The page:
More rapid and severe disease outbreaks for aquaculture at the tropics : implications for food security

Leung, Tommy L.F. and Bates, Amanda E. 2013, More rapid and severe disease outbreaks for aquaculture at the tropics : implications for food security, Journal of applied ecology, vol. 50, no. 1, pp. 215-222.

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Title More rapid and severe disease outbreaks for aquaculture at the tropics : implications for food security
Author(s) Leung, Tommy L.F.
Bates, Amanda E.
Journal name Journal of applied ecology
Volume number 50
Issue number 1
Start page 215
End page 222
Total pages 8
Publisher Wiley
Place of publication London, England
Publication date 2013
ISSN 0021-8901
1365-2664
Keyword(s) climate change adaptation
disease
epidemiology
epizootics
latitudinal trend
Summary 1. Aquaculture is replacing capture fisheries in supplying the world with dietary protein. Although disease is a major threat to aquaculture production, the underlying global epidemiological patterns are unknown. 2. We analysed disease outbreak severity across different latitudes in a diverse range of aquaculture systems. 3. Disease at lower latitudes progresses more rapidly and results in higher cumulative mortality, in particular at early stages of development and in shellfish. 4. Tropical countries suffer proportionally greater losses in aquaculture during disease outbreaks and have less time to mitigate losses. 5. Synthesis and applications. Disease can present a major problem for food production and security in equatorial regions where fish and shellfish provide a major source of dietary protein. As the incidences of some infectious diseases may increase with climate change, adaptation strategies must consider global patterns in disease vulnerability of aquaculture and develop options to minimize impacts on food production.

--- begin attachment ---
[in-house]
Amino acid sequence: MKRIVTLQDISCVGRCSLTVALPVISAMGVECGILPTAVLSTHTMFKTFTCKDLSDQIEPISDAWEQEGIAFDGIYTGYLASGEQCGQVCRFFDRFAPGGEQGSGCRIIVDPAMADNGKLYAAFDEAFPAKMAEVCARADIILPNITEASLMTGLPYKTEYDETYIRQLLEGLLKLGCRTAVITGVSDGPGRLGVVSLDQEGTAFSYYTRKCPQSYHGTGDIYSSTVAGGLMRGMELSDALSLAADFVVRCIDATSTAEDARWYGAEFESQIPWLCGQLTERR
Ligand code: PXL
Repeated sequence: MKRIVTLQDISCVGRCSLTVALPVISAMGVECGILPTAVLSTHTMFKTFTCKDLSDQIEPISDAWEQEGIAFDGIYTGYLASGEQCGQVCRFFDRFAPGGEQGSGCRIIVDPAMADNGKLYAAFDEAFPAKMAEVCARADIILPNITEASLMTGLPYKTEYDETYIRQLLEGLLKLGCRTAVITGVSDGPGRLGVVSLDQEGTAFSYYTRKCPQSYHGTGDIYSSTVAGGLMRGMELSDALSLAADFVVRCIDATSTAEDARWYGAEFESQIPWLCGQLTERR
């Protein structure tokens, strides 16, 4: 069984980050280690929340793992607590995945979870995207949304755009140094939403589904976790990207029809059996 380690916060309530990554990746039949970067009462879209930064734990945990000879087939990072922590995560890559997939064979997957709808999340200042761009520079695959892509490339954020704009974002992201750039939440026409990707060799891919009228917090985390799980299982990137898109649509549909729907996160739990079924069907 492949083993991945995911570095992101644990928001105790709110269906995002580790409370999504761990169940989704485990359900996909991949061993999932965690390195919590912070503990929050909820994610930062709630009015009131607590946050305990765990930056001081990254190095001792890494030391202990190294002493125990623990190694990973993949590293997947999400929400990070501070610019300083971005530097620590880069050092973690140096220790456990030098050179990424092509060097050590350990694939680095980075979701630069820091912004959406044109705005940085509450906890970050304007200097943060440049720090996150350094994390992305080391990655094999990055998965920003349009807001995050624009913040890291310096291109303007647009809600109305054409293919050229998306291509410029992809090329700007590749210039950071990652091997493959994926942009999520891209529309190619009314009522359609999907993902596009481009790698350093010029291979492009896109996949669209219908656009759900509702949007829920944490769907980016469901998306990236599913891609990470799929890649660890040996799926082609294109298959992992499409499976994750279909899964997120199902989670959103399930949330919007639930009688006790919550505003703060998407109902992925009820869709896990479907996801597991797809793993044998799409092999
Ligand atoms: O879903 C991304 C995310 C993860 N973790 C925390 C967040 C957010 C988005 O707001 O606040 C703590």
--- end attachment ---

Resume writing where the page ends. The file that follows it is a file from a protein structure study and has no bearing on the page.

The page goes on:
Language eng
Field of Research 059999 Environmental Sciences not elsewhere classified
Socio Economic Objective 970105 Expanding Knowledge in the Environmental Sciences
HERDC Research category C1 Refereed article in a scholarly journal
Persistent URL http://hdl.handle.net/10536/DRO/DU:30051581

Document type: Journal Article
Collection: School of Life and Environmental Sciences
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